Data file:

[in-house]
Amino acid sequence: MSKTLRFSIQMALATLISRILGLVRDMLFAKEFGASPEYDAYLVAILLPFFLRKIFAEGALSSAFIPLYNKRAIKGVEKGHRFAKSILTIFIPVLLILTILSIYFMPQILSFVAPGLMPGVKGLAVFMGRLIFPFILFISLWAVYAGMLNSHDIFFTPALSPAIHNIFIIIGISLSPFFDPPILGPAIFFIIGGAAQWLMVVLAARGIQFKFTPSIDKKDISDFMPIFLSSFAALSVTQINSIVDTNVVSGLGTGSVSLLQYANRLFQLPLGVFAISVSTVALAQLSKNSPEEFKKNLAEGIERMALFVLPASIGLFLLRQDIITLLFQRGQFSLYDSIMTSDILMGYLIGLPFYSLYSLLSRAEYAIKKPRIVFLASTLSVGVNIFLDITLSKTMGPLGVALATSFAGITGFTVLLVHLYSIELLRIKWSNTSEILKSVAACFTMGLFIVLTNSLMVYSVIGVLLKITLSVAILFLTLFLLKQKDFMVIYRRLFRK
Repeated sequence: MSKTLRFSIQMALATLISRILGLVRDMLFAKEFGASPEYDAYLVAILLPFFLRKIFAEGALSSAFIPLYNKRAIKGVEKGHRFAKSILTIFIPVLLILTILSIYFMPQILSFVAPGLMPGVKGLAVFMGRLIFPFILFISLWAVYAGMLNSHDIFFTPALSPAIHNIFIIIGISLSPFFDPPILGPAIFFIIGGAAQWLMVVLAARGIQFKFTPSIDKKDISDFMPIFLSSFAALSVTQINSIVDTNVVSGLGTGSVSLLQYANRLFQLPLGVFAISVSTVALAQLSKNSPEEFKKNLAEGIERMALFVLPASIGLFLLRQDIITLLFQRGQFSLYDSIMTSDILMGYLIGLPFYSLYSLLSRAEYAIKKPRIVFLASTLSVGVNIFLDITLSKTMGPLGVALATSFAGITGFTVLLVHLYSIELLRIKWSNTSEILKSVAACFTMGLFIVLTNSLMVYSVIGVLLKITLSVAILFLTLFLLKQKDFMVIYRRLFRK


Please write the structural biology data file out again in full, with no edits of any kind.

[in-house]
Amino acid sequence: MSKTLRFSIQMALATLISRILGLVRDMLFAKEFGASPEYDAYLVAILLPFFLRKIFAEGALSSAFIPLYNKRAIKGVEKGHRFAKSILTIFIPVLLILTILSIYFMPQILSFVAPGLMPGVKGLAVFMGRLIFPFILFISLWAVYAGMLNSHDIFFTPALSPAIHNIFIIIGISLSPFFDPPILGPAIFFIIGGAAQWLMVVLAARGIQFKFTPSIDKKDISDFMPIFLSSFAALSVTQINSIVDTNVVSGLGTGSVSLLQYANRLFQLPLGVFAISVSTVALAQLSKNSPEEFKKNLAEGIERMALFVLPASIGLFLLRQDIITLLFQRGQFSLYDSIMTSDILMGYLIGLPFYSLYSLLSRAEYAIKKPRIVFLASTLSVGVNIFLDITLSKTMGPLGVALATSFAGITGFTVLLVHLYSIELLRIKWSNTSEILKSVAACFTMGLFIVLTNSLMVYSVIGVLLKITLSVAILFLTLFLLKQKDFMVIYRRLFRK
Repeated sequence: MSKTLRFSIQMALATLISRILGLVRDMLFAKEFGASPEYDAYLVAILLPFFLRKIFAEGALSSAFIPLYNKRAIKGVEKGHRFAKSILTIFIPVLLILTILSIYFMPQILSFVAPGLMPGVKGLAVFMGRLIFPFILFISLWAVYAGMLNSHDIFFTPALSPAIHNIFIIIGISLSPFFDPPILGPAIFFIIGGAAQWLMVVLAARGIQFKFTPSIDKKDISDFMPIFLSSFAALSVTQINSIVDTNVVSGLGTGSVSLLQYANRLFQLPLGVFAISVSTVALAQLSKNSPEEFKKNLAEGIERMALFVLPASIGLFLLRQDIITLLFQRGQFSLYDSIMTSDILMGYLIGLPFYSLYSLLSRAEYAIKKPRIVFLASTLSVGVNIFLDITLSKTMGPLGVALATSFAGITGFTVLLVHLYSIELLRIKWSNTSEILKSVAACFTMGLFIVLTNSLMVYSVIGVLLKITLSVAILFLTLFLLKQKDFMVIYRRLFRK